The End of the Digital Nomad?

We’ve all watched them, and probably follow them. The Youtube channels and the Instagram feeds from the people who have no fixed base and travel constantly, living in airB&Bs and running their digital busineses from laptops. They do great travel photography. They spend a month here taking amazing images of fantasic places before boarding a plane to somewhere else to do it again. They’re great, they’re informative and even though for most of us they’re not aspirational then we at least get to vicariously travel to these places with them. I’m not knocking any of this, I subscribe to loads of them.

But.

With the climate emergency, how much longer can this lifestyle last?

There is no doubt among pretty much everybody who isn’t a politician that the climate emergency is real, it’s clear, present and dangerous. The simple fact is that flying is about the most damaging single thing you can do for the climate. All that cycling to work and turning off the lights you’re not using gets pretty much wiped out in your annual return ticket to your holiday villa. The simple fact is that if you really, really want to do something about the climate emergency then don’t fly. So where does that leave the digital nomads? Their lifestyles rely on them flying, a lot. They have built lives and careers around jumping on a plane to somewhere to run a workshop, or speak at a conference, or go to an Influencer press event. To be blunt; their lifestyles are at the expense of the future of the planet. Now, to offset that they don’t own much so they only rent a car when they need to use one, and the airB&Bs are always studio apartment sized, so in many other ways they’re pretty low carbon. But all those air miles almost certainly exceed the savings.

So ultimately, how much longer, morally, can they continue with these lives in their current form? Should they be making their lives look so aspirational for the next generation, are ‘Could You be a Digital Nomad?’ videos socially acceptable now? Fairly soon are they going to have to settle down, or at least be nomadic within the confines of bus or rail travel? Are the (few) people who currently go on their photo workshops in Patagonia, or Iceland, or Vietnam just going to have to forgo that? Is that going to be a problem. Most people run digital business from offices somehwere. Most of the great photographers lived before cheap air travel, I think I’m right that Weston and Adams never left the American continent, Cartier-Bresson was solidly european, Bailey could have done equally well just in London, and Avdeon’s masterwork is The American West rather than People I met in Various Countries .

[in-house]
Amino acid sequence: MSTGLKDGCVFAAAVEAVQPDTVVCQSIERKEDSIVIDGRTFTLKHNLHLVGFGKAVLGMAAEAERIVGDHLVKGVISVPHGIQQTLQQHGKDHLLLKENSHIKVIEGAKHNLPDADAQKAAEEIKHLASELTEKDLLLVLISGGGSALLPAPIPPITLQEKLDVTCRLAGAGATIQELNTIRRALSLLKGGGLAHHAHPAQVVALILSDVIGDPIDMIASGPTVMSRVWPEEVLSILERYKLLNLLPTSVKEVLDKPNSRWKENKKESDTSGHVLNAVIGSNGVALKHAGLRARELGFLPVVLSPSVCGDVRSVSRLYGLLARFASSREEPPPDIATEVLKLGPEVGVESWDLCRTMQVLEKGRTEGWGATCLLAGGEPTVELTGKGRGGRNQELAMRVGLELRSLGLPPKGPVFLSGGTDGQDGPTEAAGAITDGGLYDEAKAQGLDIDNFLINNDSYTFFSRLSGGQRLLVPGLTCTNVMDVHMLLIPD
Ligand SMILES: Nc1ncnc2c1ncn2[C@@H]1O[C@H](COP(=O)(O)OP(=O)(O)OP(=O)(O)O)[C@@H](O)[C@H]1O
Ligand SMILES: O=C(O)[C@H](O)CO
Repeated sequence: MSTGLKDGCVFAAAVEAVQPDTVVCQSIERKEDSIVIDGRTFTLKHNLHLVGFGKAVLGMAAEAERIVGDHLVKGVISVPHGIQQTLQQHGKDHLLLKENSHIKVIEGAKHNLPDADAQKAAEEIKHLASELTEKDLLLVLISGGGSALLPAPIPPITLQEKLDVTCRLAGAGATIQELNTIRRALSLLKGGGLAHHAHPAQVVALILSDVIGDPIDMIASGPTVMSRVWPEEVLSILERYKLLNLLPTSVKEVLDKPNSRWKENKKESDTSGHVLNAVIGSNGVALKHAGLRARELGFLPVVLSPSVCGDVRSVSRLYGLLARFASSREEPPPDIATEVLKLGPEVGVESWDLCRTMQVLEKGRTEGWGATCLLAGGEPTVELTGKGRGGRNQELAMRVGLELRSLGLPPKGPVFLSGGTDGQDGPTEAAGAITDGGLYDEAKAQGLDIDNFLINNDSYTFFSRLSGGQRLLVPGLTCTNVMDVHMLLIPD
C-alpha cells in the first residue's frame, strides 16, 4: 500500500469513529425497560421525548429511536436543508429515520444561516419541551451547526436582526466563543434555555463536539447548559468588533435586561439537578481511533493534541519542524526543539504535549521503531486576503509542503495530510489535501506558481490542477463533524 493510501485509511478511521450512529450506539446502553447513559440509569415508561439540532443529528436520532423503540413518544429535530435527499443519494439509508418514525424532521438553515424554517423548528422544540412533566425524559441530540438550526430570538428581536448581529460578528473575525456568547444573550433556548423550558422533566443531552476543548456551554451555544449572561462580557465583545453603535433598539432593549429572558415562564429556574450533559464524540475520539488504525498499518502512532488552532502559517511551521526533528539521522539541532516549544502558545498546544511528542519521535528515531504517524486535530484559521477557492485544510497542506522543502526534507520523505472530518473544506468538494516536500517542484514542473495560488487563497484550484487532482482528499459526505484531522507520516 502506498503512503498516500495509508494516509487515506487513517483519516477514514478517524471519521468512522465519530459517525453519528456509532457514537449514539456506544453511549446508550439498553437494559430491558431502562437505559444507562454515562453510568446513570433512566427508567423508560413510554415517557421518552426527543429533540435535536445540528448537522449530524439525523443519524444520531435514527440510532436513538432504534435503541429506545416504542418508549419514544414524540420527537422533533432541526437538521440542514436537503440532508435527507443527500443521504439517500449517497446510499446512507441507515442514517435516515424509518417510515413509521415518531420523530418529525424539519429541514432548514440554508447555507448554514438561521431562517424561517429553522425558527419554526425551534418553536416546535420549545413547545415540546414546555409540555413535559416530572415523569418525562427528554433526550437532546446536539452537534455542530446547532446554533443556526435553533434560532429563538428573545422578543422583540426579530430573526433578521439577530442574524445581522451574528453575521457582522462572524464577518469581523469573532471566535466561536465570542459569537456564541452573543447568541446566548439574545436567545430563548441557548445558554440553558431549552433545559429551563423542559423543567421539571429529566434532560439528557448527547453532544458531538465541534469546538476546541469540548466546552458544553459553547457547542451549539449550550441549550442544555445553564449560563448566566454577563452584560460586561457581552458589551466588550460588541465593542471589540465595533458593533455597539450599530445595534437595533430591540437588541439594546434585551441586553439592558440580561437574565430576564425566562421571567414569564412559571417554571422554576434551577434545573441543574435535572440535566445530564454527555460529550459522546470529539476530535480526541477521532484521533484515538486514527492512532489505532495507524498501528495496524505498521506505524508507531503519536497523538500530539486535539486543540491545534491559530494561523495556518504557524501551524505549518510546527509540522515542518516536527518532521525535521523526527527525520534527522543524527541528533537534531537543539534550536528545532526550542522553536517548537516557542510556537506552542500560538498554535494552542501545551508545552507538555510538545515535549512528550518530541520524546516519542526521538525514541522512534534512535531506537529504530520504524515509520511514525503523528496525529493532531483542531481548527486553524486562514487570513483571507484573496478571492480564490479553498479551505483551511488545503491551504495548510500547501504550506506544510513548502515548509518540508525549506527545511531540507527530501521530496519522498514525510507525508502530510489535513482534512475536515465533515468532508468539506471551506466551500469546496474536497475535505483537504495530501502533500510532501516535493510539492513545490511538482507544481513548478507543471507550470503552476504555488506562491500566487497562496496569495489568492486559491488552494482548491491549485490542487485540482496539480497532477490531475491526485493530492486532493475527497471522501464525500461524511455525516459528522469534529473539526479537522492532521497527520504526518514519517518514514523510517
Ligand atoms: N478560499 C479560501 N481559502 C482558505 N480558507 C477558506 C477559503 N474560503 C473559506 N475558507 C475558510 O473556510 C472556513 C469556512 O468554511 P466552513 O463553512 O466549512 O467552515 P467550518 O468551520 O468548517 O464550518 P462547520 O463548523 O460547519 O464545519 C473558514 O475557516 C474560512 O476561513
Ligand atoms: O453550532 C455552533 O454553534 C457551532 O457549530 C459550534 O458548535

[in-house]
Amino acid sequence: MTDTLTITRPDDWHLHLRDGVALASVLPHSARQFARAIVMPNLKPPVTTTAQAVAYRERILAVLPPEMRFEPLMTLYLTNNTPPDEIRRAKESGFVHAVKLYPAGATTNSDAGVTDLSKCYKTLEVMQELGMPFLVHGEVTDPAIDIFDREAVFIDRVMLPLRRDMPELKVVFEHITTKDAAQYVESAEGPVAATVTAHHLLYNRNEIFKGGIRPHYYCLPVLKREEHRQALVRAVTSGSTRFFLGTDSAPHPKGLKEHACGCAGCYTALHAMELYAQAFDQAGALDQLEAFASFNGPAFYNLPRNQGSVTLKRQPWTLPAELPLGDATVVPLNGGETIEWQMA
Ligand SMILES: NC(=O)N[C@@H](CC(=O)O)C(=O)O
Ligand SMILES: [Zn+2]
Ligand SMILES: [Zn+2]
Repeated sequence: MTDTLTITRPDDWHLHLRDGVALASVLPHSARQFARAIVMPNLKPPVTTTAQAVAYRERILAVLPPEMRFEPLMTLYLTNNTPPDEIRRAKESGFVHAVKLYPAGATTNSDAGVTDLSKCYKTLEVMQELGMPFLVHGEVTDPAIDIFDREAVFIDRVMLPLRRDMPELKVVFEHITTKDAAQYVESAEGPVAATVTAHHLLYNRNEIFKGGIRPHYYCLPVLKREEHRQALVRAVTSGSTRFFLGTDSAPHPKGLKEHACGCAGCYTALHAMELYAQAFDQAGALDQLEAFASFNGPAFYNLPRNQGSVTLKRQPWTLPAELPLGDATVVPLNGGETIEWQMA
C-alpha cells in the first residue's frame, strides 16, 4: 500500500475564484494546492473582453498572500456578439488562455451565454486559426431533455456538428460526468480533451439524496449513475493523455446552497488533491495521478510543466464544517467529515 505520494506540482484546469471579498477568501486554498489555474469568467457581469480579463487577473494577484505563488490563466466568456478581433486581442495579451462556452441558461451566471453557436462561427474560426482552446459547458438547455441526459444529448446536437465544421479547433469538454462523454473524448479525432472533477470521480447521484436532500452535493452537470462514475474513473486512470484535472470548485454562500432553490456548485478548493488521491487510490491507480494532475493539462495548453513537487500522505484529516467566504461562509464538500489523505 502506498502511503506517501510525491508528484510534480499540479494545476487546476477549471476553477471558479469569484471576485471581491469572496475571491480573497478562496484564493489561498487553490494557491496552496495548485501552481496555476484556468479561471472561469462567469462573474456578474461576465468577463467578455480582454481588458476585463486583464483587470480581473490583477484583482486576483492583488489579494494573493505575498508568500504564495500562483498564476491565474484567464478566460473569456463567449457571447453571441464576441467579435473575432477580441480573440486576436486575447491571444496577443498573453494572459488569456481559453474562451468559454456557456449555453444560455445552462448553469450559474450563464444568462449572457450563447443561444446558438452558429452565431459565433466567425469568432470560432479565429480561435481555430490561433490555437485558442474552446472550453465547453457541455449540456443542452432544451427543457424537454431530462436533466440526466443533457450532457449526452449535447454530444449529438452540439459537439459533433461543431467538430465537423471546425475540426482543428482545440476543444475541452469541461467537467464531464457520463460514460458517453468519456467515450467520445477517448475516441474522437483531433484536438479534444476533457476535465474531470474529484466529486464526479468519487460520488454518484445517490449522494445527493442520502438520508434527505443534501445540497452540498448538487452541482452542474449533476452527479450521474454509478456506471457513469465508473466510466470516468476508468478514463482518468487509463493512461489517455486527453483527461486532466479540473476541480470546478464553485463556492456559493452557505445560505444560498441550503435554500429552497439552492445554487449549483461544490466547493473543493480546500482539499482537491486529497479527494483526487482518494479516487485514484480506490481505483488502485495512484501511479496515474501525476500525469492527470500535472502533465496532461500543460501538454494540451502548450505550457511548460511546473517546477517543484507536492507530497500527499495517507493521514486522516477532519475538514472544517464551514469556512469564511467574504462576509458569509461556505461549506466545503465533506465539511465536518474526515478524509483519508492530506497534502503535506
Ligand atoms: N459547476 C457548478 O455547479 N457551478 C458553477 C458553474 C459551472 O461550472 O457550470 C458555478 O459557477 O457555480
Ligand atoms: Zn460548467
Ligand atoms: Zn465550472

Is a life based around easy, fairly cheap, air travel not going to be an option much longer?

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2 thoughts on “The End of the Digital Nomad?

  1. Even if flying does become a less regular occurrence, digital nomadism is likely to adapt. If anything, being able to work remotely also helps reduce carbon emissions. People will still travel, albeit more slowly and using alternative methods. Perhaps journeys to far-off places will take longer but digital nomads can actually afford to spend several days on the road (as long as there’s wifi!).

    Some continents like Asia and Europe also tend to have pretty well-developed railway networks, too. Maybe they’ll see a comeback in the States and other places? Trains take longer but they’re by far even more comfortable to travel (and work!) in than planes.

    I guess I’m more of a “part time” nomad (I travel mainly to see family and friends). Since I live in the middle of Europe, train travel is pretty easy and cheap. Just a different perspective, I guess.

    Liked by 1 person

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